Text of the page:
So, how did you respond to Miley Cyrus’ ‘twerking’ at the VMAs last month? Was it a mixture of disgust and outrage? Did you look at the erstwhile Disney star gyrating in a flesh-coloured bikini and think that what the girl needs is a short stay in a race studies class? Were you rubbing your eyes, smacking your lips and gnashing your teeth at this modern-day ‘minstrel show’? As the former Hannah Montana stuck her tongue out and rubbed herself up against singer Robin Thicke, could you see nothing but ‘the annexing (of) the potent sexual symbolism of black female bodies’?
No? Me neither. Assuming you paid any attention to it at all, you may have felt a degree of awkwardness over a tween icon suddenly launching into such a sexualised display and perhaps surprise that this controversial thing called twerking was what you’ve seen people do in clubs for at least a couple of decades. Yet chances are, if you’re from the UK, the nature of the controversy would have left you a bit baffled.
While he might caution against the smugness, music writer Lloyd Bradley certainly would agree that the UK has a very different relationship to black culture – or at least its music. His new book, Sounds Like London: 100 Years of Black Music in the Capital takes as its starting point the seeming cultural triumph of urban music in Britain, pointing towards its ubiquity in last year’s Olympics celebration and the global success of young black musicians such as Dizzee Rascal and Tinie Tempah in the ethnically diverse, but London-derived, grime and dubstep scenes. As the book title implies, a significant part of the world’s most popular music can trace its roots back to London, and the huge diversity of subcultures it is home to.
Also mindful of the way ‘black’ music has, until recently, eluded mainstream acclaim, his history here focuses exclusively on musical styles created by London-based black artists for London’s predominantly black audiences. While there are some surprising omissions (no two-tone and only brief mentions of British soul/R&B), Bradley’s book is an absorbing history of some of the more overlooked genres, such as lover’s rock. More importantly, it presents us with a rich cast of characters ‘most of whom refused to play by the rules’ to make an impact on musical culture, often in spite of indifference from the music industry or wider institutions.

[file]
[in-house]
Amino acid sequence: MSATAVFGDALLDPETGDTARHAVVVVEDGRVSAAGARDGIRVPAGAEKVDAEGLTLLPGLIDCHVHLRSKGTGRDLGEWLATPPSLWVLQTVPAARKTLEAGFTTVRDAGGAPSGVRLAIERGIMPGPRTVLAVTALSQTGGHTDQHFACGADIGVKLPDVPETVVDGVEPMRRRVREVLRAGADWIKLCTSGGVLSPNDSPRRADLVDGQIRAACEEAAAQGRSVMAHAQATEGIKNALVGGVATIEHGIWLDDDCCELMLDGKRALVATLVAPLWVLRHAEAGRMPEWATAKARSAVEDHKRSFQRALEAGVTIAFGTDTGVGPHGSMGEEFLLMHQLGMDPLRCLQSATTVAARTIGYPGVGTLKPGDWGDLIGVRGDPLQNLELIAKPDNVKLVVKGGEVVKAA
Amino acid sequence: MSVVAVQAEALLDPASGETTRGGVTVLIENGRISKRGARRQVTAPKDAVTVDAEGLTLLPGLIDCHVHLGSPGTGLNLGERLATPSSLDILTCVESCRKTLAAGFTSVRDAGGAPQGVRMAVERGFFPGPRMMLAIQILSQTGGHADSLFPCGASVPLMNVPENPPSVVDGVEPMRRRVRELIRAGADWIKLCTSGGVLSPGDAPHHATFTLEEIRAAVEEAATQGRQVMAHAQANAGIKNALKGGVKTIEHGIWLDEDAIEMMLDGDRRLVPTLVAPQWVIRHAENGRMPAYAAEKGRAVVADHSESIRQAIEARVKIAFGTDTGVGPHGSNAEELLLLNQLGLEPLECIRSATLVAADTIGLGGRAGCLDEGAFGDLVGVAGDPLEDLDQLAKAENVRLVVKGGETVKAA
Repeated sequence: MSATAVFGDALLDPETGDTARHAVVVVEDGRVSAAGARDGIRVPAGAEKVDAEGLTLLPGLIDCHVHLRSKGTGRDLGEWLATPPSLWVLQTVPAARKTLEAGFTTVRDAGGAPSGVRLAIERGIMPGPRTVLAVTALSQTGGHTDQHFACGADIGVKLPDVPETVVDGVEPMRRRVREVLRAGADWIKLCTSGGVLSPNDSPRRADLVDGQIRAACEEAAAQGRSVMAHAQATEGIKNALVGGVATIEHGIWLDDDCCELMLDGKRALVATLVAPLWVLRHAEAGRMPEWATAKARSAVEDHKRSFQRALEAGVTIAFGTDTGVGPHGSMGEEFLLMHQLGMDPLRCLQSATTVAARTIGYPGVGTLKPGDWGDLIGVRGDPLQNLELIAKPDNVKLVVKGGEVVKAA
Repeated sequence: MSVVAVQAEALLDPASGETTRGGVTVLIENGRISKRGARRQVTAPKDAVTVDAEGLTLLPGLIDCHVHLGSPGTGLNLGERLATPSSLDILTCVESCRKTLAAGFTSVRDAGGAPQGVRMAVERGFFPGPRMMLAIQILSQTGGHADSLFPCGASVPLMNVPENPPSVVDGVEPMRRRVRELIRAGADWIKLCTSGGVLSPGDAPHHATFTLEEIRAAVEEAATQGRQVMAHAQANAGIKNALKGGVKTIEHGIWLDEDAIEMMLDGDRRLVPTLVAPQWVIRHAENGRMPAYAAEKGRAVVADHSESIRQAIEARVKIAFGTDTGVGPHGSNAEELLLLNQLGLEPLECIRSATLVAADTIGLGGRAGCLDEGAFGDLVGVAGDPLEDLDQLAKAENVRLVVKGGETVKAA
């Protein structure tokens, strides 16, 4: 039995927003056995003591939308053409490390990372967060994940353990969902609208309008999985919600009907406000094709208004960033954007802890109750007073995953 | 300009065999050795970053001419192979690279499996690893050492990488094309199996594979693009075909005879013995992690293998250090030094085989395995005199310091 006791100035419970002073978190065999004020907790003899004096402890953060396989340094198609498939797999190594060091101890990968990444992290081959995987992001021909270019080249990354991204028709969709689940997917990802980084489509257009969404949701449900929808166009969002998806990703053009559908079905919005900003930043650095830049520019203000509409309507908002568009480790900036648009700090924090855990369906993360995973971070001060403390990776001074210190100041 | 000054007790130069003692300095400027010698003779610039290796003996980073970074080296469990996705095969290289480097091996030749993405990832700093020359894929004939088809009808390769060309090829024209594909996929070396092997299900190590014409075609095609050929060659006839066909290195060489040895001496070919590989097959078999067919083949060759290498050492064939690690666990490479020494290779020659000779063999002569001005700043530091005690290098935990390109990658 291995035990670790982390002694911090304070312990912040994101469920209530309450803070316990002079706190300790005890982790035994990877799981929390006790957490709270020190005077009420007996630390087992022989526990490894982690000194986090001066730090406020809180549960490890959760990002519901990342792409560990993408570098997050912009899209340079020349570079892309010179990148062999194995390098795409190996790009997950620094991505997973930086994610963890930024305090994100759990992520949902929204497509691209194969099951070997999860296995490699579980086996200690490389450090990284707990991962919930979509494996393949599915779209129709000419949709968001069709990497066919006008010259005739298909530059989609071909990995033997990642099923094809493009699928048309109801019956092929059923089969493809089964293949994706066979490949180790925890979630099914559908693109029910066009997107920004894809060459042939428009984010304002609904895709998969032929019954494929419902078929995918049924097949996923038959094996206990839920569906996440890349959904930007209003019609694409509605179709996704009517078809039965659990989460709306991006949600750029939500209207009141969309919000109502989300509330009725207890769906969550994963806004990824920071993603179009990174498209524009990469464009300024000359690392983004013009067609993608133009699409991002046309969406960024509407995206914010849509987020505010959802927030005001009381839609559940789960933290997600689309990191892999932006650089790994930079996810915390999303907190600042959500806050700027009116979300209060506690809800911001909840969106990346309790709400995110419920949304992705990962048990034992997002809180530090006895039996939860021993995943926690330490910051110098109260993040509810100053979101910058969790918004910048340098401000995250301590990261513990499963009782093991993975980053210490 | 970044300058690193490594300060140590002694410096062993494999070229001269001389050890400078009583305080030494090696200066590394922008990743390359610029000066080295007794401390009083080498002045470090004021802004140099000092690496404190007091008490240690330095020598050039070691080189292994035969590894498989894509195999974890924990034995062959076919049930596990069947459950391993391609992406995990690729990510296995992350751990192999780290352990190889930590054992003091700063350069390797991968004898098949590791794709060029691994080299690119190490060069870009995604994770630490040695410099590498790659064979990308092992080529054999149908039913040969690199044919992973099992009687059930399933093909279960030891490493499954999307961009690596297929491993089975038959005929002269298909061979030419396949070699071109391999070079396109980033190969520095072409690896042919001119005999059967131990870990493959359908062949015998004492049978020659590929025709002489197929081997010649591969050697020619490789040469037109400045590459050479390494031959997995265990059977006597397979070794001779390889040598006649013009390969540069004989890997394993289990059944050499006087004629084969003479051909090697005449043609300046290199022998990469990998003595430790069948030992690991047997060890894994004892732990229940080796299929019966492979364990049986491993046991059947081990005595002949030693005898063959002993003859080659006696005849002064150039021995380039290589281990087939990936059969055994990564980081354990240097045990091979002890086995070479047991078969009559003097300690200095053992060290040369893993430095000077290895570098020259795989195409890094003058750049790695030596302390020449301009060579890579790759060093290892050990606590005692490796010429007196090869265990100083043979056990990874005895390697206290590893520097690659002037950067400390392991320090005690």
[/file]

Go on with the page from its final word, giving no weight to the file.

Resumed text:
They range from classically trained Guyanese clarinettist Rudolph Dunbar, who went from the Harlem jazz scene to becoming the first black conductor of the London Philharmonic in 1942; showboating calypso singer Lord Kitchener, who came to England on the Empire Windrush in 1948 and, not missing a beat, sang ‘London is the place for me’ to the Pathé News cameras that documented the ship’s arrival; Cy Grant, a former RAF bomber and German POW who made his way, via a successful calypso career, to being the voice of Lieutenant Green on Captain Scarlet; and Claudia Jones, the Communist activist who founded the forerunner to the Notting Hill Carnival to raise local community spirits following racist attacks.